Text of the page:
As you might have guessed from the pictures and price tag, this 700 Tuned is the top-end model of the Plus range and thanks to a bit of help from a kit list that would impress an oligarch, it tips the scales at just 11.4kg. In case that number doesn’t speak for itself and your jaw hasn’t dropped, that’s seriously light for a full suspension bike, nevermind a trail focused Plus one.

Plus and minus 

You can read more at BikeRadar.com

Unior USA launches website and online store

BALLSTON SPA, N.Y.

San Francisco’s American Cyclery closes ’appendage’ location

??SAN FRANCISCO (BRAIN) — When American Cyclery Too’s lease expired earlier this year, owner Bradley Woehl decided not to renew.

Liv Pique Advanced 0 first ride review

The brand new Liv Pique Advanced 0 is a top-of-the-range XC trail bike. Designed for female riders based on body geometry data, it’s a 120mm travel full-suspension steed with a carbon frame and 27.5 wheels. 

  • Liv unveils brand new line of women’s mountain bikes
  • Best women’s mountain bike: how to choose the right bike for you

The Pique is an aggressive cross-country bike, part of an increasing trend within XC riding and racing. Stemming from an increase in the technicality of cross-country race courses — which not only combine strenuous technical climbs, but now increasingly feature rock garden descents, drops, and even rhythm sections and drops — these bikes are the result of a drive to create race-worthy bikes that are still efficient climbers and can handle such terrain. 

While 29in wheels and hardtails are still popular, there is an increasing number of 27.5″ wheeled full-suspension bikes in the cross-country race circuit, and you need to look no further than the winning bike at the Rio Olympics cross-country event to see that the wheel size and suspension are not in themselves a barrier to success in this discipline. 

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The Pique Advanced 0 is the pinnacle of the Pique range. With more blinging XC kit than you can shake a stick at, it’s got top of the range pretty-much everything.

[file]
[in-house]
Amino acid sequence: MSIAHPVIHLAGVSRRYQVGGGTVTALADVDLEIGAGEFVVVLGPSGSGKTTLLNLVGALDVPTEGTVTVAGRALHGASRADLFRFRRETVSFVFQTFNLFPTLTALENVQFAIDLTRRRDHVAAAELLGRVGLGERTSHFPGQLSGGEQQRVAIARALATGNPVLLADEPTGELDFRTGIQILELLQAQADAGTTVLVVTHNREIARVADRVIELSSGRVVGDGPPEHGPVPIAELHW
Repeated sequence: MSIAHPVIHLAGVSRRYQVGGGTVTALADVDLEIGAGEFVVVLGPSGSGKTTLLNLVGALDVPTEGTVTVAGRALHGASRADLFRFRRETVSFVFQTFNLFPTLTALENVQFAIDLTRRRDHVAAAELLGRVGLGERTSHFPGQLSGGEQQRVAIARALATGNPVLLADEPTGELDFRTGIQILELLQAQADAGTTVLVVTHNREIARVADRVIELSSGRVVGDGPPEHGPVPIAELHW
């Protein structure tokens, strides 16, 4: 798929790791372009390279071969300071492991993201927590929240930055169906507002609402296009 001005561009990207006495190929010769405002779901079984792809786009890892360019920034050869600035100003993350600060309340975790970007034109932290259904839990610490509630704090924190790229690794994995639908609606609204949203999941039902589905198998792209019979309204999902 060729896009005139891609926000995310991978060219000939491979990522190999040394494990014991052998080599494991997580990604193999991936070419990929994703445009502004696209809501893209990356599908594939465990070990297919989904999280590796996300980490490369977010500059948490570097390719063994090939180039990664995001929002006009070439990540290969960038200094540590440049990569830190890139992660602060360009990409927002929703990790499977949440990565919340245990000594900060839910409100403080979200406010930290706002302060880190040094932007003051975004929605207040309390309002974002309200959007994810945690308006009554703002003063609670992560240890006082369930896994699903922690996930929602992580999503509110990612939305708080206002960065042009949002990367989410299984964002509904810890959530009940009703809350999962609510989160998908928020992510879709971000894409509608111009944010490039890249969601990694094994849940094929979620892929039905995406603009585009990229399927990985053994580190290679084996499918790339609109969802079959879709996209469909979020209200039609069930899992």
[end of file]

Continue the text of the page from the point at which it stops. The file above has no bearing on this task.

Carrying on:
I was pretty excited to get a go on the long anticipated and extremely shiny SRAM Eagle drivetrain, and initial impressions are good

The bike occupies the same cycling niche, as it were, to the Giant Anthem, as Liv and Giant are sibling companies and Giant produces the frames. However, it is very much its own bike, designed from scratch for female riders. Despite a general trend right now for ‘women’s specific’ mountain bikes to be based around a unisex frame and women’s specific finishing kit  — such as the Specialized Camber Women’s and the Juliana bike range’s Santa Cruz frames — Liv has taken a completely different approach. 

Top whack parts

  • SRAM 12-speed: XX1 and X01 Eagle first impressions

High-end finishing kit

Bucking the trend for lower bottom brackets, Liv has opted for raising the BB on the Pique

Raising the bottom bracket

Liv Pique Advanced 0 availability and pricing

Liv Pique Advanced 0 early verdict

You can read more at BikeRadar.com

Engineers dive into the nitty-gritty at Cyclitech conference

NEWPORT BEACH, Calif. (BRAIN) — With a sharp focus on the use of composites in bicycles and cycling accessories — from materials selection and optimization to manufacturing processes, safety testing, repair and, ultimately, recycling — the second annual Cyclitech bike technology conference drew 145 industry engineers, presenters and sponsors to Southern California on Tuesday and Wednesday. Co-organized by JEC Group, a composites trade organization, and the Society of Plastics Engineers (SPE), Cyclitech was held for the first time last year in Belgium, featuring speakers from several bike brands as well as the UCI, the conference’s official partner.

E-bike conference examines the future and sets priorities for growth next year

SAN JUAN CAPISTRANO, Calif. (BRAIN) — Some 60 industry executives, most affiliated with the e-bike industry, took time at a conference Thursday to review its recent successes and to set new goals for 2017. But influencing legislation, building a sound research base, developing policy, securing grants, mapping routes and a dozen other goals takes money.